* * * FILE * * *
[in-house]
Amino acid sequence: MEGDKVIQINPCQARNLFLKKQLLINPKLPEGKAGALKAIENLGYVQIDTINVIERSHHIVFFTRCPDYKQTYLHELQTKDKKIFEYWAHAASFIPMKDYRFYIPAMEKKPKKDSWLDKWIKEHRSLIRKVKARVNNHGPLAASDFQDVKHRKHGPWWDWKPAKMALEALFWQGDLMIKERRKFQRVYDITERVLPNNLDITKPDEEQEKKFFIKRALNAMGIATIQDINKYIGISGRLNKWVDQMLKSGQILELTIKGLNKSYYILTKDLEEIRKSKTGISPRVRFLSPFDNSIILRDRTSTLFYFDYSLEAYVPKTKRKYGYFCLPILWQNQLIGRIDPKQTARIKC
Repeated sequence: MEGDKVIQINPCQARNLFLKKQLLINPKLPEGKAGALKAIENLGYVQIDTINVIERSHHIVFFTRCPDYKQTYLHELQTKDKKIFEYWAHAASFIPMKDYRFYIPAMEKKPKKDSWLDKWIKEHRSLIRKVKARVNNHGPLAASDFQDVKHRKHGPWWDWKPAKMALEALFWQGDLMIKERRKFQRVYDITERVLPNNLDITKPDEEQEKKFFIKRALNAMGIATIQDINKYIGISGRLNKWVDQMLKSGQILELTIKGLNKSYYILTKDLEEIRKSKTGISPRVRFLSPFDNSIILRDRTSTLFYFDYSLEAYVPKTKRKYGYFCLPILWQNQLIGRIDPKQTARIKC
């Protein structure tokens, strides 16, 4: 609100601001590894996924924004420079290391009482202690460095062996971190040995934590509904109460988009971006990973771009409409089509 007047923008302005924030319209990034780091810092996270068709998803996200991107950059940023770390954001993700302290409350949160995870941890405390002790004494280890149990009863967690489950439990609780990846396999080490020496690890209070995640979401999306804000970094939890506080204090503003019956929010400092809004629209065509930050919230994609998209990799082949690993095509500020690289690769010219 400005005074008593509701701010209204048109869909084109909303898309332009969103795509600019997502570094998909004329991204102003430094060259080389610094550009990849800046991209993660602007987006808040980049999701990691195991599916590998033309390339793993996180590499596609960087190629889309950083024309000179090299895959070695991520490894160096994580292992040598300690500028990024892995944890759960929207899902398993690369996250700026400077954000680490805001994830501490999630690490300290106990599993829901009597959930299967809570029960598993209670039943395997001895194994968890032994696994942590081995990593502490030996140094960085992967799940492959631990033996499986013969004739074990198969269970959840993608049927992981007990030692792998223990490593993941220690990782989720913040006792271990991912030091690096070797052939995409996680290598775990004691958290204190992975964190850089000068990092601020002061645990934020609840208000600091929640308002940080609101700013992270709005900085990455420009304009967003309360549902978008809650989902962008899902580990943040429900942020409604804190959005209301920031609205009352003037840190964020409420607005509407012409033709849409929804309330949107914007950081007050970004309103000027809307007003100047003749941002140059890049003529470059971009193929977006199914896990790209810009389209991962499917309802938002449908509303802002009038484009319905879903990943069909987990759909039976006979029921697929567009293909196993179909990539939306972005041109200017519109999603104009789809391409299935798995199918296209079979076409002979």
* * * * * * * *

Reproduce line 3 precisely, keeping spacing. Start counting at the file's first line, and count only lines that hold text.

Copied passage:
Repeated sequence: MEGDKVIQINPCQARNLFLKKQLLINPKLPEGKAGALKAIENLGYVQIDTINVIERSHHIVFFTRCPDYKQTYLHELQTKDKKIFEYWAHAASFIPMKDYRFYIPAMEKKPKKDSWLDKWIKEHRSLIRKVKARVNNHGPLAASDFQDVKHRKHGPWWDWKPAKMALEALFWQGDLMIKERRKFQRVYDITERVLPNNLDITKPDEEQEKKFFIKRALNAMGIATIQDINKYIGISGRLNKWVDQMLKSGQILELTIKGLNKSYYILTKDLEEIRKSKTGISPRVRFLSPFDNSIILRDRTSTLFYFDYSLEAYVPKTKRKYGYFCLPILWQNQLIGRIDPKQTARIKC